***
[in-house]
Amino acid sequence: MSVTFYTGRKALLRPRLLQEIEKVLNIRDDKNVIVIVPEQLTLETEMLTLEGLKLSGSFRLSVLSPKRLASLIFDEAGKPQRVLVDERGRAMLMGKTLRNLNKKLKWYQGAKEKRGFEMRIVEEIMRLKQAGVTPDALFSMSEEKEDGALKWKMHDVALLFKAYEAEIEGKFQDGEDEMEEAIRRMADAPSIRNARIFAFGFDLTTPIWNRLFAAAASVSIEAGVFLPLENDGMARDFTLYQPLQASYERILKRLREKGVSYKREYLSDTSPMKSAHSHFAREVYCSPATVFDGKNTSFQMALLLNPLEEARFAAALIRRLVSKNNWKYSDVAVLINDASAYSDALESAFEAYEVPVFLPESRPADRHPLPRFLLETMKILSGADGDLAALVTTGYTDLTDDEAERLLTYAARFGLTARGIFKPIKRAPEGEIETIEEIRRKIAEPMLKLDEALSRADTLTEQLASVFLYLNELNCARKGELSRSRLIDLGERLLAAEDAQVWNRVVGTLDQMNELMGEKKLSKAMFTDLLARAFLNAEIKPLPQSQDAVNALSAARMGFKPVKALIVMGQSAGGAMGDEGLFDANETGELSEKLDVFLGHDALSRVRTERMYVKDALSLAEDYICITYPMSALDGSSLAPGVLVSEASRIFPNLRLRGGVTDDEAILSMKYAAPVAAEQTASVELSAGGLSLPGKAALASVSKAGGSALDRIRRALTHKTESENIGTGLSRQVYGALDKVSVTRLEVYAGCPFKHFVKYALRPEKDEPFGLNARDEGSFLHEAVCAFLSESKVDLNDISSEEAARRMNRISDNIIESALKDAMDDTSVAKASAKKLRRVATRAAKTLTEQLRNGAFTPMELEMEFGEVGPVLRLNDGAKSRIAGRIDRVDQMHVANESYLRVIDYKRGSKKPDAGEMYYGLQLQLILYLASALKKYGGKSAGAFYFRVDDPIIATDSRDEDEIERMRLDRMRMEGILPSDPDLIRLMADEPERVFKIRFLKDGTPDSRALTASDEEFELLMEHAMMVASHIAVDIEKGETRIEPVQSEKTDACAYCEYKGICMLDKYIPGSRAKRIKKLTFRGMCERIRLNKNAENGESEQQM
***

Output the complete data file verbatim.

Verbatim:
[in-house]
Amino acid sequence: MSVTFYTGRKALLRPRLLQEIEKVLNIRDDKNVIVIVPEQLTLETEMLTLEGLKLSGSFRLSVLSPKRLASLIFDEAGKPQRVLVDERGRAMLMGKTLRNLNKKLKWYQGAKEKRGFEMRIVEEIMRLKQAGVTPDALFSMSEEKEDGALKWKMHDVALLFKAYEAEIEGKFQDGEDEMEEAIRRMADAPSIRNARIFAFGFDLTTPIWNRLFAAAASVSIEAGVFLPLENDGMARDFTLYQPLQASYERILKRLREKGVSYKREYLSDTSPMKSAHSHFAREVYCSPATVFDGKNTSFQMALLLNPLEEARFAAALIRRLVSKNNWKYSDVAVLINDASAYSDALESAFEAYEVPVFLPESRPADRHPLPRFLLETMKILSGADGDLAALVTTGYTDLTDDEAERLLTYAARFGLTARGIFKPIKRAPEGEIETIEEIRRKIAEPMLKLDEALSRADTLTEQLASVFLYLNELNCARKGELSRSRLIDLGERLLAAEDAQVWNRVVGTLDQMNELMGEKKLSKAMFTDLLARAFLNAEIKPLPQSQDAVNALSAARMGFKPVKALIVMGQSAGGAMGDEGLFDANETGELSEKLDVFLGHDALSRVRTERMYVKDALSLAEDYICITYPMSALDGSSLAPGVLVSEASRIFPNLRLRGGVTDDEAILSMKYAAPVAAEQTASVELSAGGLSLPGKAALASVSKAGGSALDRIRRALTHKTESENIGTGLSRQVYGALDKVSVTRLEVYAGCPFKHFVKYALRPEKDEPFGLNARDEGSFLHEAVCAFLSESKVDLNDISSEEAARRMNRISDNIIESALKDAMDDTSVAKASAKKLRRVATRAAKTLTEQLRNGAFTPMELEMEFGEVGPVLRLNDGAKSRIAGRIDRVDQMHVANESYLRVIDYKRGSKKPDAGEMYYGLQLQLILYLASALKKYGGKSAGAFYFRVDDPIIATDSRDEDEIERMRLDRMRMEGILPSDPDLIRLMADEPERVFKIRFLKDGTPDSRALTASDEEFELLMEHAMMVASHIAVDIEKGETRIEPVQSEKTDACAYCEYKGICMLDKYIPGSRAKRIKKLTFRGMCERIRLNKNAENGESEQQM